Qualified investors who donated to the Dana-Farber fund could then invest in the MPM fund, and MPM expects half the capital raised from its fund to go toward investments in startup firms that emerge from research at the Institute. Previous research from the Dana-Farber Cancer Institute and capital from MPM contributed to the 2012 founding of the firm CoStim Pharmaceuticals, which global healthcare company Novartis acquired in 2014.

“Both of the funds will advance cures and treatments for cancer patients around the world,” says Teresa Coffey-Gordon, Director of Innovation Funds, Principal & Major Gifts at the Institute. “Many investors are looking for an impact component in their investments. This unique model pairs philanthropic giving with investing in an established biotech venture capital firm. Donors to the program are excited about the opportunity to do well by doing good.”


As educational centers, major college campuses are a natural source of new ideas that can lead to new businesses. Indiana University has taken a systematic approach to linking students, alumni, faculty, and staff through entrepreneurial pursuits. IU Ventures, which began in 1997 as the Advanced Research and Technology Institute, is a multipronged initiative that has led to approximately 2,900 inventions and 1,100 patents issued worldwide.

Within IU Ventures, the Quarry enables faculty entrepreneurs to tap funding opportunities and paths to commercialization; the IU Angel Network enables accredited investors to access early-stage deals from an exclusive list of curated investment opportunities; and the IU Philanthropic Venture Fund enables university donors to put their tax-deductible contributions toward funding for startup and early-stage companies.

Launched in 2018, the IU Philanthropic Venture Fund aims to raise $50 million. The university has committed $15 million and seeks another $35 million from alumni and other supporters. Companies eligible to receive funding must meet criteria evaluated by the IU Ventures Investment Committee. These entail having a leadership team with strong ties to the school, operating in the science and technology sectors, making a positive impact on society, and having the potential to help the fund meet its overall asset-level performance goals.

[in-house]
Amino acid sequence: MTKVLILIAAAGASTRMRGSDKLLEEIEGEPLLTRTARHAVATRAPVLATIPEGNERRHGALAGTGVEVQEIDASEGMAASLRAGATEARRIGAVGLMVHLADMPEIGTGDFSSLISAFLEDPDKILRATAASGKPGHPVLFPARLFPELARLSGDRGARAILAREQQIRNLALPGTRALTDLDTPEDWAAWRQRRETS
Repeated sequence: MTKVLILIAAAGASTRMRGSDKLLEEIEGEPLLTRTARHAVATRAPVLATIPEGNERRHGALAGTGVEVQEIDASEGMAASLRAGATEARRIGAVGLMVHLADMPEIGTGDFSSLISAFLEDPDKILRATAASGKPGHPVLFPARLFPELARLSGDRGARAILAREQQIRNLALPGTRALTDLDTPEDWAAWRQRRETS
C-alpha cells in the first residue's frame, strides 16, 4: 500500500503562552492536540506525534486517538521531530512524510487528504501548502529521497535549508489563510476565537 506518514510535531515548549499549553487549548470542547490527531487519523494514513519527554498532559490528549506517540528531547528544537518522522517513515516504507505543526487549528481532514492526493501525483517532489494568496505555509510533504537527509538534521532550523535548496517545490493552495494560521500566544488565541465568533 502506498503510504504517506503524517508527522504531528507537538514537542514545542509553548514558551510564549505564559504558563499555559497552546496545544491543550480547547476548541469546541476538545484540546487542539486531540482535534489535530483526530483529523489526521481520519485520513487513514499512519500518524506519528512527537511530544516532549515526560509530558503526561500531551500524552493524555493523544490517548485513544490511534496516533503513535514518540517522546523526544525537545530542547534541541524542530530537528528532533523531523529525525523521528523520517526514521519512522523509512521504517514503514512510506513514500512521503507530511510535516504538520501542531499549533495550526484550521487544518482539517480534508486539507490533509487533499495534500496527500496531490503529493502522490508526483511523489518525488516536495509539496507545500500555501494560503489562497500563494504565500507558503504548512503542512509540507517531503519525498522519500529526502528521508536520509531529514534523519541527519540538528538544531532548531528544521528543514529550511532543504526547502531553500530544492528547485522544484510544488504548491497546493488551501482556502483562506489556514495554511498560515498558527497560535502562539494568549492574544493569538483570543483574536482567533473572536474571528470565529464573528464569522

John Thornton, General Partner at the Texas VC firm Austin Ventures, co-founded the American Journalist Project (AJP) along with the nonprofit’s CEO, Elizabeth Green, in 2018. Its mission is to rally donations from philanthropists, family foundations, institutional funders, and corporate partners to support small civic news organizations around the country that report local news. The AJP also provides the news outlets with coaching and connections to experienced advisors.

As of March 2020, the AJP was supporting 11 news outlets in nine states and Puerto Rico. According to the AJP, civic news organizations are essential to democracy because they fulfill the public service of sharing needed information about how local issues in government, environment, education, health, as well as social and criminal justice, affect communities. Rather than continuously fund these news outlets, the AJP seeks to transition them to multiple sustainable revenue streams.

What sets the AJP apart from other venture philanthropy projects is the criteria that news outlets should meet in order to receive support. The AJP prefers to work with nonprofits producing news that is free to the public and editorially independent of advertiser control. The news must be high-quality, and the team producing it must endeavor to have a diverse and inclusive workforce. Plus, each news outlet needs multiple local financial backers as well as a plan to boost its revenue and overall offering.


Although all the nonprofits featured here want the businesses they back to make money, profit itself is less of a motivator than societal betterment. These ventures also are daring for the enterprises they invest in, since relatively few businesses have ever achieved success by relying on a nonprofit for funding and expertise. That is why these four examples of second-generation venture philanthropy are taking charity, and capitalism, into new territory.